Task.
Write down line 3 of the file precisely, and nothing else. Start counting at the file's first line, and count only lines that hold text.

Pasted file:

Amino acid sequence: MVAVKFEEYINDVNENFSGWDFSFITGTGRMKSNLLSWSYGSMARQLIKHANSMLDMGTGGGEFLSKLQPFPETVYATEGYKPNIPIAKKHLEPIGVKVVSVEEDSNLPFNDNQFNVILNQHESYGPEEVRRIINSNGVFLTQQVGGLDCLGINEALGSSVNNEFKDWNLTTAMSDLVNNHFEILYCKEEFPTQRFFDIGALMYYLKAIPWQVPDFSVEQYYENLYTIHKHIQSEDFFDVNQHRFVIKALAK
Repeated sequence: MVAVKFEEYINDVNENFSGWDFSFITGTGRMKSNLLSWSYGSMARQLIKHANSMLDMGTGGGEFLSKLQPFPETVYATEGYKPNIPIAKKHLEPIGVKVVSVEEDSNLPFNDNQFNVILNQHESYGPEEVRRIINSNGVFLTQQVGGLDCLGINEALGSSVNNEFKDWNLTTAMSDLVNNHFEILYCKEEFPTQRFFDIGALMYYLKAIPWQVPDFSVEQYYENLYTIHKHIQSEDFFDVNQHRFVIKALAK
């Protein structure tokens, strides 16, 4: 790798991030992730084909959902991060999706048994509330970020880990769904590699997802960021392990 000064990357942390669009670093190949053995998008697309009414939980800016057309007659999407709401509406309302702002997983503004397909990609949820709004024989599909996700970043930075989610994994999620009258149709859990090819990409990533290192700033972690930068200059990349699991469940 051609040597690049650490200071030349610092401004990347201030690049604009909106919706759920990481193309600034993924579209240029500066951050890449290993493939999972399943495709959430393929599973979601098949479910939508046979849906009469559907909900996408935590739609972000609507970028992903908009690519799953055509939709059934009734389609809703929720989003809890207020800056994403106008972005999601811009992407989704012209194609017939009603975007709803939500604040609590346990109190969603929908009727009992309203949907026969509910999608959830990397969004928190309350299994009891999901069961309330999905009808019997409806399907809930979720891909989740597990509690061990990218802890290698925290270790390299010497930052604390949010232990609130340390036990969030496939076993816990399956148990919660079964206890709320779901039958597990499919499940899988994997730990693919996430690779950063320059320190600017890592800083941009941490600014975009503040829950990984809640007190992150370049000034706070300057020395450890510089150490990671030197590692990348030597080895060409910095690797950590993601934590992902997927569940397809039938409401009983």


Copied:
């Protein structure tokens, strides 16, 4: 790798991030992730084909959902991060999706048994509330970020880990769904590699997802960021392990 000064990357942390669009670093190949053995998008697309009414939980800016057309007659999407709401509406309302702002997983503004397909990609949820709004024989599909996700970043930075989610994994999620009258149709859990090819990409990533290192700033972690930068200059990349699991469940 051609040597690049650490200071030349610092401004990347201030690049604009909106919706759920990481193309600034993924579209240029500066951050890449290993493939999972399943495709959430393929599973979601098949479910939508046979849906009469559907909900996408935590739609972000609507970028992903908009690519799953055509939709059934009734389609809703929720989003809890207020800056994403106008972005999601811009992407989704012209194609017939009603975007709803939500604040609590346990109190969603929908009727009992309203949907026969509910999608959830990397969004928190309350299994009891999901069961309330999905009808019997409806399907809930979720891909989740597990509690061990990218802890290698925290270790390299010497930052604390949010232990609130340390036990969030496939076993816990399956148990919660079964206890709320779901039958597990499919499940899988994997730990693919996430690779950063320059320190600017890592800083941009941490600014975009503040829950990984809640007190992150370049000034706070300057020395450890510089150490990671030197590692990348030597080895060409910095690797950590993601934590992902997927569940397809039938409401009983």